During a press conference on Wednesday, Texas Governor Greg Abbott detailed his plan for building a wall on the border the state shares with Mexico. He also tore in President Joe Biden ‘s handling of the influx of migrants coming into the country and demanded the president “return Texas […]
During a press conference on Wednesday, Texas Governor Greg Abbott detailed his plan for building a wall on the border the state shares with Mexico. He also tore in President Joe Biden's handling of the influx of migrants coming into the country and demanded the president "return Texas land to Texas."
The Republican governor also announced that Texas is funding a $250 million down payment to help pay for a border wall. "It's more than enough to hire a project manager and contractor to begin building the wall. We are committed to adding more resources as needed going forward," Abbott said.
The governor sat at a desk with a small sign in front of him that read "borderwall.texas.gov," the web address where he is directing potential contributors to give donations to help Texas build its own wall.
Abbott spoke of more than $1 billion being allocated from the state budget toward border security, saying that since the federal government is not enforcing federal immigration laws, "Texas taxpayers are having to step up."
Further criticism was leveled at Biden when he pointed toward the number of migrants that border security has recently apprehended. In April 2020, Abbott noted, 17,000 people were stopped by security personnel, compared to the more than 170,000 stopped in April of this year. He said those coming into the state were causing "carnage" to ranch properties and crops.
"Homes are being invaded, neighborhoods are dangerous, and people are being threatened on a daily basis with guns," Abbott said.
He also claimed states across the entire country were being affected by security breaches at the border, citing an increase in fentanyl coming into the U.S. and being distributed throughout the nation. He said, "Remember that the border was far more under control under the Trump administration..."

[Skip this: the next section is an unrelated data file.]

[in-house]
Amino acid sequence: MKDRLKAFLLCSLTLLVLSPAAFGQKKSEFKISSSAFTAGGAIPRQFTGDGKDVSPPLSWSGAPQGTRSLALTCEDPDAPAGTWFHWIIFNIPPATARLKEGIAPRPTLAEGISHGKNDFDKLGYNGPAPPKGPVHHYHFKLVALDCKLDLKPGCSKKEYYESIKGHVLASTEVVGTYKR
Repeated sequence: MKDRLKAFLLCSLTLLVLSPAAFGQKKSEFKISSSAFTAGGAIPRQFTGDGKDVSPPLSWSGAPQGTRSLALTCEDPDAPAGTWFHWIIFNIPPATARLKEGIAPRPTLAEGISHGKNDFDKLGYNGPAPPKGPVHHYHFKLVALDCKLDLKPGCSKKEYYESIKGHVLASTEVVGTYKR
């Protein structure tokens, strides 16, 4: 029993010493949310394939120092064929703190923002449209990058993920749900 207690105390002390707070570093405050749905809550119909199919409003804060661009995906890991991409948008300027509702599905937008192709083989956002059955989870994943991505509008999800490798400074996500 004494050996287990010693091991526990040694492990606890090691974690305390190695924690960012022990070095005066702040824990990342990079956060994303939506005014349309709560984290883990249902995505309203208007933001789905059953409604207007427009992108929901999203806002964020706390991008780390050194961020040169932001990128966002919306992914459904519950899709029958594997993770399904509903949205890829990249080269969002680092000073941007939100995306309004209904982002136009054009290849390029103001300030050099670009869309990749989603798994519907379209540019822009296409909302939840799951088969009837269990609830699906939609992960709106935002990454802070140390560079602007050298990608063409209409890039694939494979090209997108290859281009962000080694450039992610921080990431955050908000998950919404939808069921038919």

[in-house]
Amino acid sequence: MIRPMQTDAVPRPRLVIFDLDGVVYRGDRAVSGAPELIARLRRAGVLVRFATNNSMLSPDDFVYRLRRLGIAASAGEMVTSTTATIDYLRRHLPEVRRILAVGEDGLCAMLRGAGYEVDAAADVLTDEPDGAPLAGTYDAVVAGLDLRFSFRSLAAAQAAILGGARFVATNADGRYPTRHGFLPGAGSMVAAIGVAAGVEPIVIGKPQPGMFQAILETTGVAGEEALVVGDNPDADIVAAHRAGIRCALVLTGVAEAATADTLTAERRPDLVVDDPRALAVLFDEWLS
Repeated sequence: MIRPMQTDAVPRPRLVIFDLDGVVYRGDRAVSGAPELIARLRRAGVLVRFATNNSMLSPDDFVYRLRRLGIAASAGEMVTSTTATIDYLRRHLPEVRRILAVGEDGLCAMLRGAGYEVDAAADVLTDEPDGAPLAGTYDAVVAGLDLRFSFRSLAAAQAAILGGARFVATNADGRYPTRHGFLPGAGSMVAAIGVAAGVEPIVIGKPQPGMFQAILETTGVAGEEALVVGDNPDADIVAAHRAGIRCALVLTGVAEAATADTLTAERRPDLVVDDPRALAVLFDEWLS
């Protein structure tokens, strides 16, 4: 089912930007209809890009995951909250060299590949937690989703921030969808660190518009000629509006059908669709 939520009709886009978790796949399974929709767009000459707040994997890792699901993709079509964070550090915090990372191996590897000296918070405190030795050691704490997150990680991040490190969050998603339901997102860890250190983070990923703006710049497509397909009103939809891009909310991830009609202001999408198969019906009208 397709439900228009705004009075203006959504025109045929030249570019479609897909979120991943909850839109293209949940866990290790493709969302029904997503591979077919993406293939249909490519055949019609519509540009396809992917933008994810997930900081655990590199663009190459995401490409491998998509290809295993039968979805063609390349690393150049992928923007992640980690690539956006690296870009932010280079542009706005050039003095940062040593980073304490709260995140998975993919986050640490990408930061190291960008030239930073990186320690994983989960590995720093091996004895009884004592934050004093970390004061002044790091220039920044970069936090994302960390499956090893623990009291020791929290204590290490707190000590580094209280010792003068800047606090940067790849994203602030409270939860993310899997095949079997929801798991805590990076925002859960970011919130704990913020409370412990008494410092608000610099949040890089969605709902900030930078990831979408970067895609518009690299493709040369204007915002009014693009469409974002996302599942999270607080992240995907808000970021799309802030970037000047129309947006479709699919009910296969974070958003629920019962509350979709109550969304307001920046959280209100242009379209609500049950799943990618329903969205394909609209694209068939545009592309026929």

Therefore, Abbott said he felt compelled to fight back against the "tidal wave of illegal immigrants" by announcing during a summit last week that the state would build its own wall. During an appearance on the right-wing podcast Ruthless released Tuesday, Abbott explained that a website would be set up to accept donations to pay for the initiative.
On Wednesday, he provided the web address for that site—as seen on the desk sign—as well as gave a P.O. Box address for people to send in donations. Abbott also stated that the wall would be built on land owned by the state of Texas or local governments, in addition to land owned by private citizens who volunteered it.
Abbott said he believed the combination of various land already available "will yield hundreds of miles to build the border wall in Texas." Before he could give specific numbers regarding the costs, he said a program manager and contractors would first need to calculate a more accurate estimate.
Referring to the previous attempt by former President Donald Trump to build a wall, he said that the state should take over the project. He then demanded that the Biden administration "immediately return to Texans land the federal government took to build the wall. Texas will talk to those property owners about Texans using that land to build the wall."
Critics have claimed Abbott is overly concerned about the wall when he should be focused on the possibility of power outages this summer, and some have suggested he has been using the border issues as a distraction.
In February, the state experienced unprecedented outages during a winter storm due to grid problems from the Electric Reliability Council of Texas (ERCOT), which operates most of the state's electricity. ERCOT sent alerts on Monday and Tuesday that asked customers to conserve energy as the increasing heat in Texas is putting a strain on the company's systems.
When asked by a reporter about the situation with ERCOT following his announcement about the wall, Abbott said the "energy grid in Texas now is better than it's ever been."
Newsweek contacted Abbott's office for further comment but did not hear back in time for publication.